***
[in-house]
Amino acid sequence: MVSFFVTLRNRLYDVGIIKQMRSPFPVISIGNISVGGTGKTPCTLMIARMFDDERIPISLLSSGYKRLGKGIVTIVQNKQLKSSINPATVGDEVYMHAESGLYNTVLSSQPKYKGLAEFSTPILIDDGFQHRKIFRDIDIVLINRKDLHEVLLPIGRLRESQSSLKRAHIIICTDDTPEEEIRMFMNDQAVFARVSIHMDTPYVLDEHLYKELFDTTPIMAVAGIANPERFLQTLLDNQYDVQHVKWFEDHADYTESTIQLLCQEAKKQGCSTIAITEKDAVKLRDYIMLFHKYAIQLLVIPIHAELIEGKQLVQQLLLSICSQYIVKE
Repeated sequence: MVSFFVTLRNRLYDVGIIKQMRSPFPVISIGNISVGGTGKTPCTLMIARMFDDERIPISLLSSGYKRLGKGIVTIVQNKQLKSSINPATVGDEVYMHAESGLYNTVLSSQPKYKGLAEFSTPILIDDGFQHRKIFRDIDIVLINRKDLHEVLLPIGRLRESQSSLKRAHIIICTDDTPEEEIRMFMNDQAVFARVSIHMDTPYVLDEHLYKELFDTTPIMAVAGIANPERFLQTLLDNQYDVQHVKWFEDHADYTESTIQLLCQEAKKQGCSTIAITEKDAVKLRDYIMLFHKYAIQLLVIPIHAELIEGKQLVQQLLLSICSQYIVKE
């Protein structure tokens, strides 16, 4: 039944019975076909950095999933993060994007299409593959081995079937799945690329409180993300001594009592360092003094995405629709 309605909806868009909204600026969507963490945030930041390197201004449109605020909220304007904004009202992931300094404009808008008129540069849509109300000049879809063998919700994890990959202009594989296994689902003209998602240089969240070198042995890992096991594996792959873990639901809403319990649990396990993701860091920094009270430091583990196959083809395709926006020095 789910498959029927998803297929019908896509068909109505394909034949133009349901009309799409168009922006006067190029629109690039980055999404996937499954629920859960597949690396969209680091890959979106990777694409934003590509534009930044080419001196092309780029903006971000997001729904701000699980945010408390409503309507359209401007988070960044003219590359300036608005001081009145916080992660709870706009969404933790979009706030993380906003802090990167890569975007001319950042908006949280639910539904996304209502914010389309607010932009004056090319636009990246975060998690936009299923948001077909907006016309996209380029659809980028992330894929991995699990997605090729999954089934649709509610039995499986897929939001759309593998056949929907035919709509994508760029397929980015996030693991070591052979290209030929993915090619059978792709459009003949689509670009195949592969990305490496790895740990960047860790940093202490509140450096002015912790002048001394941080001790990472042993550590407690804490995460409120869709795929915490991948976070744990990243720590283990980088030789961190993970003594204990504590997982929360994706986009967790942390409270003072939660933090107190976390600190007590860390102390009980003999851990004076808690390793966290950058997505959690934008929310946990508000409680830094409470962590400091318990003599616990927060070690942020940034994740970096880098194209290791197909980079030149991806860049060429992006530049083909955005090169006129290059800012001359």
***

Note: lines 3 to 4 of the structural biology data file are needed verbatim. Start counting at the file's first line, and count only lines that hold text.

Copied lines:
Repeated sequence: MVSFFVTLRNRLYDVGIIKQMRSPFPVISIGNISVGGTGKTPCTLMIARMFDDERIPISLLSSGYKRLGKGIVTIVQNKQLKSSINPATVGDEVYMHAESGLYNTVLSSQPKYKGLAEFSTPILIDDGFQHRKIFRDIDIVLINRKDLHEVLLPIGRLRESQSSLKRAHIIICTDDTPEEEIRMFMNDQAVFARVSIHMDTPYVLDEHLYKELFDTTPIMAVAGIANPERFLQTLLDNQYDVQHVKWFEDHADYTESTIQLLCQEAKKQGCSTIAITEKDAVKLRDYIMLFHKYAIQLLVIPIHAELIEGKQLVQQLLLSICSQYIVKE
């Protein structure tokens, strides 16, 4: 039944019975076909950095999933993060994007299409593959081995079937799945690329409180993300001594009592360092003094995405629709 309605909806868009909204600026969507963490945030930041390197201004449109605020909220304007904004009202992931300094404009808008008129540069849509109300000049879809063998919700994890990959202009594989296994689902003209998602240089969240070198042995890992096991594996792959873990639901809403319990649990396990993701860091920094009270430091583990196959083809395709926006020095 789910498959029927998803297929019908896509068909109505394909034949133009349901009309799409168009922006006067190029629109690039980055999404996937499954629920859960597949690396969209680091890959979106990777694409934003590509534009930044080419001196092309780029903006971000997001729904701000699980945010408390409503309507359209401007988070960044003219590359300036608005001081009145916080992660709870706009969404933790979009706030993380906003802090990167890569975007001319950042908006949280639910539904996304209502914010389309607010932009004056090319636009990246975060998690936009299923948001077909907006016309996209380029659809980028992330894929991995699990997605090729999954089934649709509610039995499986897929939001759309593998056949929907035919709509994508760029397929980015996030693991070591052979290209030929993915090619059978792709459009003949689509670009195949592969990305490496790895740990960047860790940093202490509140450096002015912790002048001394941080001790990472042993550590407690804490995460409120869709795929915490991948976070744990990243720590283990980088030789961190993970003594204990504590997982929360994706986009967790942390409270003072939660933090107190976390600190007590860390102390009980003999851990004076808690390793966290950058997505959690934008929310946990508000409680830094409470962590400091318990003599616990927060070690942020940034994740970096880098194209290791197909980079030149991806860049060429992006530049083909955005090169006129290059800012001359």